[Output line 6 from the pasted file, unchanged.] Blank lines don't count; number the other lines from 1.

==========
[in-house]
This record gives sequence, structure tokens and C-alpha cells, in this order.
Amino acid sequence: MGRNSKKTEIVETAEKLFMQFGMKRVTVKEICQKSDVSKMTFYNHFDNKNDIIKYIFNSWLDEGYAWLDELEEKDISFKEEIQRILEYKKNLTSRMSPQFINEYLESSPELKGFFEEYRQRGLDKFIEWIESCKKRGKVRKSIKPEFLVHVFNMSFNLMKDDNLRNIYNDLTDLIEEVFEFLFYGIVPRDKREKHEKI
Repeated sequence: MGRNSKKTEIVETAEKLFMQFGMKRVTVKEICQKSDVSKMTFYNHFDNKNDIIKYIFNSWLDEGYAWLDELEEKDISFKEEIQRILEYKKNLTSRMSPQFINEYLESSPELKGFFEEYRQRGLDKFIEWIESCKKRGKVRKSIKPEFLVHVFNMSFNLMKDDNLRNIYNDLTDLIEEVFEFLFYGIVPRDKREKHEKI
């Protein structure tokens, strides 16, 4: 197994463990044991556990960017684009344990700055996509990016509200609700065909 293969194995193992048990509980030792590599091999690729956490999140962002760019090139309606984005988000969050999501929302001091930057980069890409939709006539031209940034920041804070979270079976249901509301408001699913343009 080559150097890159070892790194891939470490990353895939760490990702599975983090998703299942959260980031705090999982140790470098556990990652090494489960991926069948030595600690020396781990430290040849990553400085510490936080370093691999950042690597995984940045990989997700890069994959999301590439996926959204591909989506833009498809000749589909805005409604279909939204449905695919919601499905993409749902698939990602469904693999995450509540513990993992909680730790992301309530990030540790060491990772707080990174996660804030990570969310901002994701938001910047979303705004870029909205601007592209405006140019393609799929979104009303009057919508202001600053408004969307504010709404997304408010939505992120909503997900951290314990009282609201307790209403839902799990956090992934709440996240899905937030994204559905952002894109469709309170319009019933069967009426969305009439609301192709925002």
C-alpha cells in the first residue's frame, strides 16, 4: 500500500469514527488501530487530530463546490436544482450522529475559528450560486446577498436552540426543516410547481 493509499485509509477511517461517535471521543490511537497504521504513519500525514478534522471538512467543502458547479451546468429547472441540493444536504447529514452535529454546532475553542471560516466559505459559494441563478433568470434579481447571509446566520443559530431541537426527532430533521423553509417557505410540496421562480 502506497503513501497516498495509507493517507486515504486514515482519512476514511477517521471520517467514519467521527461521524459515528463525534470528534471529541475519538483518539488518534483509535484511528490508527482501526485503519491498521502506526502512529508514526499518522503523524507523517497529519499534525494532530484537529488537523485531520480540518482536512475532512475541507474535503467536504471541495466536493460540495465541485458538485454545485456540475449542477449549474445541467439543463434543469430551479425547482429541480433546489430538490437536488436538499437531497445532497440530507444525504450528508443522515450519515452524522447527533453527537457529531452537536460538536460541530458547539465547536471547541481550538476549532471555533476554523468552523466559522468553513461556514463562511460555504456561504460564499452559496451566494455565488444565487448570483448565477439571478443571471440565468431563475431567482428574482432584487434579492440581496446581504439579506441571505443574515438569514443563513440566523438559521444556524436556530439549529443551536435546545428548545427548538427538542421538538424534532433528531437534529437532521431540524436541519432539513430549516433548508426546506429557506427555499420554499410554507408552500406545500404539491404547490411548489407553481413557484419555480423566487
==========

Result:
C-alpha cells in the first residue's frame, strides 16, 4: 500500500469514527488501530487530530463546490436544482450522529475559528450560486446577498436552540426543516410547481 493509499485509509477511517461517535471521543490511537497504521504513519500525514478534522471538512467543502458547479451546468429547472441540493444536504447529514452535529454546532475553542471560516466559505459559494441563478433568470434579481447571509446566520443559530431541537426527532430533521423553509417557505410540496421562480 502506497503513501497516498495509507493517507486515504486514515482519512476514511477517521471520517467514519467521527461521524459515528463525534470528534471529541475519538483518539488518534483509535484511528490508527482501526485503519491498521502506526502512529508514526499518522503523524507523517497529519499534525494532530484537529488537523485531520480540518482536512475532512475541507474535503467536504471541495466536493460540495465541485458538485454545485456540475449542477449549474445541467439543463434543469430551479425547482429541480433546489430538490437536488436538499437531497445532497440530507444525504450528508443522515450519515452524522447527533453527537457529531452537536460538536460541530458547539465547536471547541481550538476549532471555533476554523468552523466559522468553513461556514463562511460555504456561504460564499452559496451566494455565488444565487448570483448565477439571478443571471440565468431563475431567482428574482432584487434579492440581496446581504439579506441571505443574515438569514443563513440566523438559521444556524436556530439549529443551536435546545428548545427548538427538542421538538424534532433528531437534529437532521431540524436541519432539513430549516433548508426546506429557506427555499420554499410554507408552500406545500404539491404547490411548489407553481413557484419555480423566487